nature and the theory of socialism; ask your greatest orthodox bourgeois
political economists and sociologists; question through the pages of every
text-book written on the subject and stored on the shelves of your
subsidized libraries; and from one and all the answer will be that there
is nothing congruous between the return to nature and socialism. On the
other hand, the unanimous affirmative answer will be that the return to
nature and socialism are diametrically opposed to each other. As I say,
don't take my word for it. The record of your stupidity is there in the
books, your own books that you never read. And so far as your stupidity is
concerned, you are but the exemplar of your class.
"You know law and business, Colonel Van Gilbert. You know how to serve
corporations and increase dividends by twisting the law. Very good. Stick
to it. You are quite a figure. You are a very good lawyer, but you are a
poor historian, you know nothing of sociology, and your biology is
contemporaneous with Pliny."
Here Colonel Van Gilbert writhed in his chair. There was perfect quiet in
the room. Everybody sat fascinated—paralyzed, I may say. Such
fearful treatment of the great Colonel Van Gilbert was unheard of,
undreamed of, impossible to believe—the great Colonel Van Gilbert
before whom judges trembled when he arose in court. But Ernest never gave
quarter to an enemy.
"This is, of course, no reflection on you," Ernest said. "Every man to his
trade. Only you stick to your trade, and I'll stick to mine. You have
specialized. When it comes to a knowledge of the law, of how best to evade
the law or make new law for the benefit of thieving corporations, I am
down in the dirt at your feet. But when it comes to sociology—my
trade—you are down in the dirt at my feet. Remember that. Remember,
also, that your law is the stuff of a day, and that you are not versatile
in the stuff of more than a day. Therefore your dogmatic assertions and
rash generalizations on things historical and sociological are not worth
the breath you waste on them."
Ernest paused for a moment and regarded him thoughtfully, noting his face
dark and twisted with anger, his panting chest, his writhing body, and his
slim white hands nervously clenching and unclenching.
"But it seems you have breath to use, and I'll give you a chance to use
it. I indicted your class. Show me that my indictment is wrong. I pointed
out to you the wretchedness of modern man—three million child slaves
in the United States, without whose labor profits would not be possible,
and fifteen million under-fed, ill-clothed, and worse-housed people. I
pointed out that modern man's producing power through social organization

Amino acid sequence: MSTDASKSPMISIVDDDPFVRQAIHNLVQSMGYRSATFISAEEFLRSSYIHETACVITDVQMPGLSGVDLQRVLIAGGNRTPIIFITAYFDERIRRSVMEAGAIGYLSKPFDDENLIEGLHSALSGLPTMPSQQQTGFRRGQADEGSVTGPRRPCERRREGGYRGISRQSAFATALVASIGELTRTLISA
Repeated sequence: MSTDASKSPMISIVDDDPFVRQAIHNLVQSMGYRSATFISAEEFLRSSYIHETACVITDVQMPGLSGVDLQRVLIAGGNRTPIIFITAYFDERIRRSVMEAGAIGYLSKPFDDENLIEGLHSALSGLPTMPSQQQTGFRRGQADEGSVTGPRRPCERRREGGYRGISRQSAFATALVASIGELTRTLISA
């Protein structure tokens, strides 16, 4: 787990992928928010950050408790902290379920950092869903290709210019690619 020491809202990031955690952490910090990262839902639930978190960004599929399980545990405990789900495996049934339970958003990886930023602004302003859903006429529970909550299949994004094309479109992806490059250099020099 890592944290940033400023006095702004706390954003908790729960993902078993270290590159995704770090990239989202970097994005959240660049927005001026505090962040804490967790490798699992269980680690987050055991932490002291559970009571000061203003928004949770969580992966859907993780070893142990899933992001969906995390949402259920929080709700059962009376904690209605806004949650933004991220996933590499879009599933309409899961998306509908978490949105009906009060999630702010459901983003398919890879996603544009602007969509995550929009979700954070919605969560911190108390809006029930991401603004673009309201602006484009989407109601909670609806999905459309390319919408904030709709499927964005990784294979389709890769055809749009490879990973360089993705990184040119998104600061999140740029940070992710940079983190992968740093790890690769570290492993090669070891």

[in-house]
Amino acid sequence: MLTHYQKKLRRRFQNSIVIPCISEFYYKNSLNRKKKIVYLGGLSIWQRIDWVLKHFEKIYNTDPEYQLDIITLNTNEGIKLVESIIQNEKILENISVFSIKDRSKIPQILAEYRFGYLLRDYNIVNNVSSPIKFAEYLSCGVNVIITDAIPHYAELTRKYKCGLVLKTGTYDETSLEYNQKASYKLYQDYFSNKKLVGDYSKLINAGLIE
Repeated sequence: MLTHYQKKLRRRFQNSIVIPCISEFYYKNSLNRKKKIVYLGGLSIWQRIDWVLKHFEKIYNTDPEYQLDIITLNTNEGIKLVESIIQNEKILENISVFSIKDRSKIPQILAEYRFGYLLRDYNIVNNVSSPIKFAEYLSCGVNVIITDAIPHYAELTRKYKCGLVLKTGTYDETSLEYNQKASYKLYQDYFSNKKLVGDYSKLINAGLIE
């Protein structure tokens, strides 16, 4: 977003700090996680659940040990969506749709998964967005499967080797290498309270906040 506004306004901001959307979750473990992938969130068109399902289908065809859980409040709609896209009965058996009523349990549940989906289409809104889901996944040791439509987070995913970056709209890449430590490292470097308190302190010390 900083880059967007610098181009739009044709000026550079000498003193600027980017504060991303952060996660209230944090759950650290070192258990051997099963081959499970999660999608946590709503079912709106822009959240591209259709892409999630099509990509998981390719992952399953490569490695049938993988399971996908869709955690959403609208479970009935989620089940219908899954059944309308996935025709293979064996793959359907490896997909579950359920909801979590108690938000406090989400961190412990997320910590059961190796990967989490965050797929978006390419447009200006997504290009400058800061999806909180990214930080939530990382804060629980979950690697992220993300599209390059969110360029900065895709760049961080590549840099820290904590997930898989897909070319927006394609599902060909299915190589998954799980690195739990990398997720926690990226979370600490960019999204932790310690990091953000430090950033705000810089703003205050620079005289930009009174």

and the use of machinery was a thousand times greater than that of the
cave-man. And I stated that from these two facts no other conclusion was
possible than that the capitalist class had mismanaged. This was my
indictment, and I specifically and at length challenged you to answer it.
Nay, I did more. I prophesied that you would not answer. It remains for
your breath to smash my prophecy. You called my speech fallacy. Show the
fallacy, Colonel Van Gilbert. Answer the indictment that I and my fifteen
hundred thousand comrades have brought against your class and you."
Colonel Van Gilbert quite forgot that he was presiding, and that in
courtesy he should permit the other clamorers to speak. He was on his
feet, flinging his arms, his rhetoric, and his control to the winds,
alternately abusing Ernest for his youth and demagoguery, and savagely
attacking the working class, elaborating its inefficiency and
"For a lawyer, you are the hardest man to keep to a point I ever saw,"
Ernest began his answer to the tirade. "My youth has nothing to do with
what I have enunciated. Nor has the worthlessness of the working class. I
charged the capitalist class with having mismanaged society. You have not
answered. You have made no attempt to answer. Why? Is it because you have
no answer? You are the champion of this whole audience. Every one here,
except me, is hanging on your lips for that answer. They are hanging on
your lips for that answer because they have no answer themselves. As for
me, as I said before, I know that you not only cannot answer, but that you
will not attempt an answer."
"This is intolerable!" Colonel Van Gilbert cried out. "This is insult!"
"That you should not answer is intolerable," Ernest replied gravely. "No
man can be intellectually insulted. Insult, in its very nature, is
emotional. Recover yourself. Give me an intellectual answer to my
intellectual charge that the capitalist class has mismanaged society."
Colonel Van Gilbert remained silent, a sullen, superior expression on his
face, such as will appear on the face of a man who will not bandy words
with a ruffian.
"Do not be downcast," Ernest said. "Take consolation in the fact that no
member of your class has ever yet answered that charge." He turned to the
other men who were anxious to speak. "And now it's your chance. Fire away,
and do not forget that I here challenge you to give the answer that
Colonel Van Gilbert has failed to give."
It would be impossible for me to write all that was said in the
discussion. I never realized before how many words could be spoken in
three short hours. At any rate, it was glorious. The more his opponents
grew excited, the more Ernest deliberately excited them. He had an
encyclopaedic command of the field of knowledge, and by a word or a
phrase, by delicate rapier thrusts, he punctured them. He named the points
of their illogic. This was a false syllogism, that conclusion had no
connection with the premise, while that next premise was an impostor